Minimum Age to Work in MOMissouri (MO) Quick Reference Table
|Age||Summary of Requirements|
|14-15||Work Certificates are required. Must work between the hours of 7:00am and 7:00pm. No more than three hours during school days.|
|16-17||No work permit required. Cannot work more than 5 1/2 hours without a 15 minute break.|
|18-20||Must be 18 to work in establishments that sell or serve alcohol for consumption|
|21||Able to serve alcohol for consumption. No restrictions.|
How Old Do You Have to Be to Work in Missouri?
The state of Missouri supports the belief that a first job can lend great discovery and enrichment to a young adult. To get young workers started on the right foot, the Show Me State works closely with employers and school systems so young workers enjoy rewarding, safe, and healthy job experiences. Most of the state child labor laws apply to minors under the age of 16 to ensure youths experience fulfilling work experiences without sacrificing education and personal development. Individuals as young as 14 years old may work a variety of jobs in Missouri as well, so long as employers satisfy health, safety, and maximum working hour requirements established by the Missouri Department of Labor. Individuals below the age of 14 may not work any job for any extent of time, with the exclusion of entertainment and casual work. The following article outlines the rules and regulations for youth employment in Missouri.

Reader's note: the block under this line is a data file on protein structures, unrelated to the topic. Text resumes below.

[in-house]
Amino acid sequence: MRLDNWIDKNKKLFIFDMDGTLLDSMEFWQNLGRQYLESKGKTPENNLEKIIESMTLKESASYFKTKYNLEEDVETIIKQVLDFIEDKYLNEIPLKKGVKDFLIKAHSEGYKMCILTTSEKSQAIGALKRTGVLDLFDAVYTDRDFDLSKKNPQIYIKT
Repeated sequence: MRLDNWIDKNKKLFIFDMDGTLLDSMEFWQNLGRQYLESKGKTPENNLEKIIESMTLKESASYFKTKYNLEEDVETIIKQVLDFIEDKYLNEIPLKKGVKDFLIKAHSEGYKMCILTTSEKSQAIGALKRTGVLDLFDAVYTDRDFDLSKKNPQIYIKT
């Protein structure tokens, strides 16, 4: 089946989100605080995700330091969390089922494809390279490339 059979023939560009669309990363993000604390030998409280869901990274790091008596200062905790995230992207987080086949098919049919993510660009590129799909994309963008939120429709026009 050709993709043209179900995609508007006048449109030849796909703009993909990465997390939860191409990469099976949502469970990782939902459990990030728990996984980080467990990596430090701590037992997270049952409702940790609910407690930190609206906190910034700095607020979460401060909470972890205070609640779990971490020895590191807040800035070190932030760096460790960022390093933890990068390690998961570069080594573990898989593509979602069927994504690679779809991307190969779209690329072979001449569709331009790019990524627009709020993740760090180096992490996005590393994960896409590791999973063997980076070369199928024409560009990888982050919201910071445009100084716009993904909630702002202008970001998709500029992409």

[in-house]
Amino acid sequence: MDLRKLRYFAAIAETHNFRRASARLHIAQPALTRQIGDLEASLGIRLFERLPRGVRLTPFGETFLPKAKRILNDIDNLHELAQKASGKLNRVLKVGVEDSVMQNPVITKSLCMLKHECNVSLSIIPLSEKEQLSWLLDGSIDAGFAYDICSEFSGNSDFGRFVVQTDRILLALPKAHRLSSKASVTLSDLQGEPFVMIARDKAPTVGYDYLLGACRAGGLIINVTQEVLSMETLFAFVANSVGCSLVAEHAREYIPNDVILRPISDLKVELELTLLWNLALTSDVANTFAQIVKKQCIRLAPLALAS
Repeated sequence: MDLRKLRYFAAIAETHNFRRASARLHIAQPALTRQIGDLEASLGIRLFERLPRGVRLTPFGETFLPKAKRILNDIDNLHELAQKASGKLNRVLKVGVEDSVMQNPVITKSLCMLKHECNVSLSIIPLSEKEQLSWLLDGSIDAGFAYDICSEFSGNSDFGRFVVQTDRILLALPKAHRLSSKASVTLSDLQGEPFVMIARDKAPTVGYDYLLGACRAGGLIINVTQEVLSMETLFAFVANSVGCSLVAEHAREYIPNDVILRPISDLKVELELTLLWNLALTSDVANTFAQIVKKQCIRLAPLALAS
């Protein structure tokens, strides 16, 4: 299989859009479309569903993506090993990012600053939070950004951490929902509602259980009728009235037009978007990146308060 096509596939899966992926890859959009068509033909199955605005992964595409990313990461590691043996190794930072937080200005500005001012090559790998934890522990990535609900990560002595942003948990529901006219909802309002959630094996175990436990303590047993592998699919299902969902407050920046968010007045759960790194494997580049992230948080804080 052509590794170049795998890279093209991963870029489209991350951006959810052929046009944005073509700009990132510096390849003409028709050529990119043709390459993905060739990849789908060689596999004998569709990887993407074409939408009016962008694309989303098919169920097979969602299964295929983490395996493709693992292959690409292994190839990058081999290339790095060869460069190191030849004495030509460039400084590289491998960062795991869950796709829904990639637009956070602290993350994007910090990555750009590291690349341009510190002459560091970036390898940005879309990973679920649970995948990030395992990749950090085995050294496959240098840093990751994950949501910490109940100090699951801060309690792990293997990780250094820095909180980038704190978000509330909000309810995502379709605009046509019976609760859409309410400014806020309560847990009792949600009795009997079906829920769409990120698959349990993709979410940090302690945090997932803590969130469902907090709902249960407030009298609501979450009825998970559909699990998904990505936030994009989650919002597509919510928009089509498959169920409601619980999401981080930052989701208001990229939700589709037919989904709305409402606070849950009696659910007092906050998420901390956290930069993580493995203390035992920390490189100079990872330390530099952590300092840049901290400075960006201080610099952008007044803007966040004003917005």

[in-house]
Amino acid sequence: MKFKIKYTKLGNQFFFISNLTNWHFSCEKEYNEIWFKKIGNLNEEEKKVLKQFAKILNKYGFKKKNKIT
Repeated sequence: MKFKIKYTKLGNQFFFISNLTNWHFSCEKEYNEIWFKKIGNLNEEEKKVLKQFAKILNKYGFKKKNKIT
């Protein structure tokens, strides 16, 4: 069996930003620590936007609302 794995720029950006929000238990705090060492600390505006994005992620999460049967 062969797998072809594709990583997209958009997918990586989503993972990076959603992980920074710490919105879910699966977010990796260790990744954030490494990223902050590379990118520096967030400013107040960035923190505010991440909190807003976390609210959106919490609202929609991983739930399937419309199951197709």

Missouri Child Labor Laws
Work Permit Regulations
Child labor laws in Missouri mandate all minors under the age of 16 years old acquire employment certifications to work during the school year. Required for all industries except entertainment, work certifications must be issued through the school each youth attends, whether public, private, charter, or home school. In public school systems, superintendents issue work certificates. Charter schools require certifications from the chief executive office, and principals issue work permits at private schools. Home-schooled youths need to obtain work certification authorized by parents.
How to Get Work Certifications
To receive a work permit, a child must show a written statement of intent to hire from the perspective employer, written consent from a parent or legal guardian, and proof of age from a birth certificate or other official document to an issuing officer. In addition to the standard requirements, the officer issuing a work certification may ask for proof of student grades. In some instances, an issuing office may ask for a certificate from a physical that approves mental and physical health of the child.
Working for Parents
Parent employers must adhere to the same work certification laws that apply to standard businesses. Even youths working under direct parental supervision require official work certification to legally begin a job. Working under direct control of a parent in a business wholly owned by a parent stands as the only exemption to needing a state-approved work certification.
Work Permits and the Entertainment Industry
The entertainment industry remains exempt from requiring standard work certification for minors. Instead, youths under the age of 16 must obtain special work permits. Issued by the director of the Missouri Division of Labor standards, an entertainment work permit requires proof of age, signed permission from a legal guardian, and a written statement of intent from the prospective employer. School officials may revoke work permits if they feel the work adversely affects the ability for youths to learn.